Consent decree monitor blasts former safety director in report on Cleveland police


CLEVELAND (WJW)– A scathing progress report was filed in federal court by the group overseeing reform within the Cleveland Division of Police, as part of the U.S. Department of Justice consent decree.

The city entered into the consent decree in 2015 after charges of systemic police brutality, unnecessary use of deadly force and a lack of accountability for officer misconduct were leveled against the department. Some of the changes included more training, more diverse hiring practices and using body cameras.

“It holds police officers accountable and may actually cause them to hesitate to do something they may have done, but it also ensures that civilians don’t make frivolous complaints,” Cleveland Mayor Frank Jackson said at the time.

But the first published review, filed by the Consent Decree Monitoring Team on Monday in U.S. District Court, cites numerous ongoing issues and singles out recently-retired Director of Public Safety Michael McGrath

“Overall, the Director of Public Safety’s decision-making with respect to the imposition of discipline either failed to comply with the Court-approved Disciplinary Matrix or was unreasonably lenient,” said monitor Hassan Aden.

The report examined and detailed how McGrath handed down punishments involving 46 officers in 39 cases between March 2018 and 2020.

According to Aden, McGrath showed a “lack of timeliness” and a clear pattern of “imposing discipline on the low end….imposing suspensions in lieu of terminations.”

The report cites the case of 37-year-old Tanisha Anderson who suffered mental illness and died while being restrained by officers. Her family called police for medical help when Anderson was having a schizophrenic and bipolar episode. The manner of death was deemed a homicide, but according to the report, one officer was given only a 10-day suspension and the other a written reprimand.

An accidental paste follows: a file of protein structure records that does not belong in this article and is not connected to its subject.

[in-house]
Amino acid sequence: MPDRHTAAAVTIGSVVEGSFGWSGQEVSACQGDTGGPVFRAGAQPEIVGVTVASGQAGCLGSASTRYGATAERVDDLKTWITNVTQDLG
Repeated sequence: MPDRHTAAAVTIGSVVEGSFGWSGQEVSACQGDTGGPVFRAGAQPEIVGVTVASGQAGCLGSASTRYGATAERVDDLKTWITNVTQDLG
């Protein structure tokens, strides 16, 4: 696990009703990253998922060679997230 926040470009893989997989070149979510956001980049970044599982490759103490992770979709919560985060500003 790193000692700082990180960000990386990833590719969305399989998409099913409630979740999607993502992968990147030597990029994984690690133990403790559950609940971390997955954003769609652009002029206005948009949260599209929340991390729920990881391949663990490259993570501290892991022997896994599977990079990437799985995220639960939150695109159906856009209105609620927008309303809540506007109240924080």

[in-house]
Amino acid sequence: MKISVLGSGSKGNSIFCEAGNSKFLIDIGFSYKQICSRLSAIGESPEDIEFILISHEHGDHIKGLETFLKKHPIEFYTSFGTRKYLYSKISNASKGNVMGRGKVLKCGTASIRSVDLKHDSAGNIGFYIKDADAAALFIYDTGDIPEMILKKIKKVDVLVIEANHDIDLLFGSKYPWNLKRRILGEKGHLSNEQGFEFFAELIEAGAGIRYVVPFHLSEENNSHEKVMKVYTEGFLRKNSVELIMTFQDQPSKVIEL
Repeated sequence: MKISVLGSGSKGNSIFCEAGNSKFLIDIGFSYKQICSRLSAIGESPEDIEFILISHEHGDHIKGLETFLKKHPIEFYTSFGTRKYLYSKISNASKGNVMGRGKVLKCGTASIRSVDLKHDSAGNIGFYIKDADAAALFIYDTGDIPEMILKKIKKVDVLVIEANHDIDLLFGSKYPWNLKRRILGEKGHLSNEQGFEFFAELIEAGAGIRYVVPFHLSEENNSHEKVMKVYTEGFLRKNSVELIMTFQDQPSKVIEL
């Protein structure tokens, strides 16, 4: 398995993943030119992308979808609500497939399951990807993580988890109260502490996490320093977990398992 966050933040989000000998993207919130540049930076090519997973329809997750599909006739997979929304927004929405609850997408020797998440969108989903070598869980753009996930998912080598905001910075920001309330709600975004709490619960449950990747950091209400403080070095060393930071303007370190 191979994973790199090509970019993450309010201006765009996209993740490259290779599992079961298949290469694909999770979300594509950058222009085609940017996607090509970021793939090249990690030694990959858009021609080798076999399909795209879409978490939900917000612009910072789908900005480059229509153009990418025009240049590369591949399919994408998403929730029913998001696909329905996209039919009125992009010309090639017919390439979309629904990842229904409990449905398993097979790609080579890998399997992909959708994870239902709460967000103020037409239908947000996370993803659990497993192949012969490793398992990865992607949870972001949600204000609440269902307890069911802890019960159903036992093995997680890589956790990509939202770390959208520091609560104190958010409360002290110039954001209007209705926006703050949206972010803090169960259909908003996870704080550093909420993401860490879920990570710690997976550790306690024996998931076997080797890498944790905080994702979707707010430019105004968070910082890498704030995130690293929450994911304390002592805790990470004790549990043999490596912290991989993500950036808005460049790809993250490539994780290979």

Another case involved an officer using a “vulnerable person’s debit card.” According to the report, the victim stayed at a shelter and the officer made an “unauthorized withdrawal of $403.50” from the card. The officer could’ve been suspended up to 30 days and faced criminal charged, but was instead suspended for 15 days after making full restitution.

In the audit, Aden concludes that “the city has not complied with the consent decree with respect to discipline.”

McGrath retired in June, but Monday night the city released the following statement.

“There is work to be done in order to have a fair and balanced disciplinary system that all Clevelanders and the Division of Police can believe in.  Still, significant progress has been made in the functioning of the Office of Professional Standards (OPS), the Civilian Police Review Board and the Division’s office of Internal Affairs.  Hundreds of OPS backlogged investigations of civilian complaints have been completed; and all involved are committed to timely and thorough completion of current investigations and dispositions.  We will review the audit and consider all recommendations.”

The court responded to the audit by convening a “status conference” in order to hear from all parties and the monitoring team.

“Should the court determine that the city is out of compliance with the consent decree, remedies should be discussed to realign the city with the path to compliance.”

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